The Stone-Campbell Restoration Movement, my faith tradition in Christianity, has since its inception held Christian unity and the restoration of New Testament Christianity as its chief goals. When first I counted myself a part of this movement, I saw this in stark terms. Restoration meant a very conservative form of evangelical Protestantism (though at the time I wouldn’t have put it that way) and Christian unity was the abandonment of denominations by followers of Christ in favor of an “undenominational” movement of people and congregations. While I still hold to both ideals, I now see them in very different terms than earlier in my journey with Christ. Right now I’d like to take another look at the concept of Christian unity.
“I ask not only on behalf of these, but also on behalf of those who will believe in me through their word, that they may all be one. As you, Father, are in me and I am in you, may they also be in us, so that the world may believe that you have sent me” (John 17:20-21 NRSV).
The passage above is often cited by groups working for Christian unity (such as POEM), and is even incorporated into the official symbol of the United Church of Christ. The use of this verse by mainline ecumenical groups has long seemed humorous to me, and now as I read the relevant passages with new eyes I have even greater difficulty in seeing corporate, denominational unity in the prayer of Jesus.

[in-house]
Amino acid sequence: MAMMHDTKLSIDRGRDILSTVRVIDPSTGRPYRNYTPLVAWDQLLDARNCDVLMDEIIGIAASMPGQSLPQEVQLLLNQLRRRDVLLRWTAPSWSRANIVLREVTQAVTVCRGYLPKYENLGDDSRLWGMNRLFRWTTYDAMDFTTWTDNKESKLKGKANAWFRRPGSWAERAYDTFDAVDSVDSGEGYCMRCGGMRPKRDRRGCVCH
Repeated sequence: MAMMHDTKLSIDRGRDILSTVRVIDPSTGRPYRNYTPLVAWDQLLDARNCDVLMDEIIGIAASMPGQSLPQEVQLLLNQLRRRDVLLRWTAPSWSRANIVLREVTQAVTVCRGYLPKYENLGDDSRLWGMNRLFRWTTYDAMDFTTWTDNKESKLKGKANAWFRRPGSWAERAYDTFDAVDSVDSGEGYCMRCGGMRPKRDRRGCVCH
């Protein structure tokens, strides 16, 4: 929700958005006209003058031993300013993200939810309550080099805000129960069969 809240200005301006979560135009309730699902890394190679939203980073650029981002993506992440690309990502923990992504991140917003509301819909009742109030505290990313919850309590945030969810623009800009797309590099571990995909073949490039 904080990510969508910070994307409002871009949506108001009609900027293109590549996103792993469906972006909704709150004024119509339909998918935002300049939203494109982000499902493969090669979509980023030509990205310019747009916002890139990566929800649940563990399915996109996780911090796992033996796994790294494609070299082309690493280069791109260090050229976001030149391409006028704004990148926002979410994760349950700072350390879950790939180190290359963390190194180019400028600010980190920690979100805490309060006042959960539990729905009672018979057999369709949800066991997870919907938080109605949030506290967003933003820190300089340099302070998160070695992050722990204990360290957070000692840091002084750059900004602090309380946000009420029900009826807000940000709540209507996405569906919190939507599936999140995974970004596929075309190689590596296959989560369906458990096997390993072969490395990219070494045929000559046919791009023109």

The problem, as I see it, is that we’ve been reading this passage wrong. When it is brought up, people say that the unity of believers, whether in a congregation or across denominations, will convince non-believers that we are the “real thing.” Now, I’m certain that Jesus did not have our modern denominational situation in mind, and I’m further convinced that He was not contemplating a sort of “showcase” Christianity that would persuade a fractured world to find faith through a harmonious worldwide church. Jesus had a missional body of followers in mind, a group to take His good news to all the world.
Jesus was as practical as He was visionary. The purpose of unity is the fulfillment of God’s mission. Where Israel failed to be light to the nations, first by indulging in the sins and idolatry of the nations, and then by becoming obsessed with legalistic purity after the partial return from captivity, Jesus and then His disciples would succeed. Unity’s purpose was not primarily to show the world what unity looks like, but rather to accomplish the work of God on earth.
“As you have sent me into the world, so I have sent them into the world” (John 17:18 NRSV).
Did you catch that? The Father sent the Son, and the Son sent His disciples, the reborn children of God. The mission finds its origin in the heart of God, is revealed in the life, death and resurrection of Christ and is carried to the world by those set apart by the life-destroying/life giving message.
The purpose of unity is to be able to function, to work well together to complete the holy task set before us.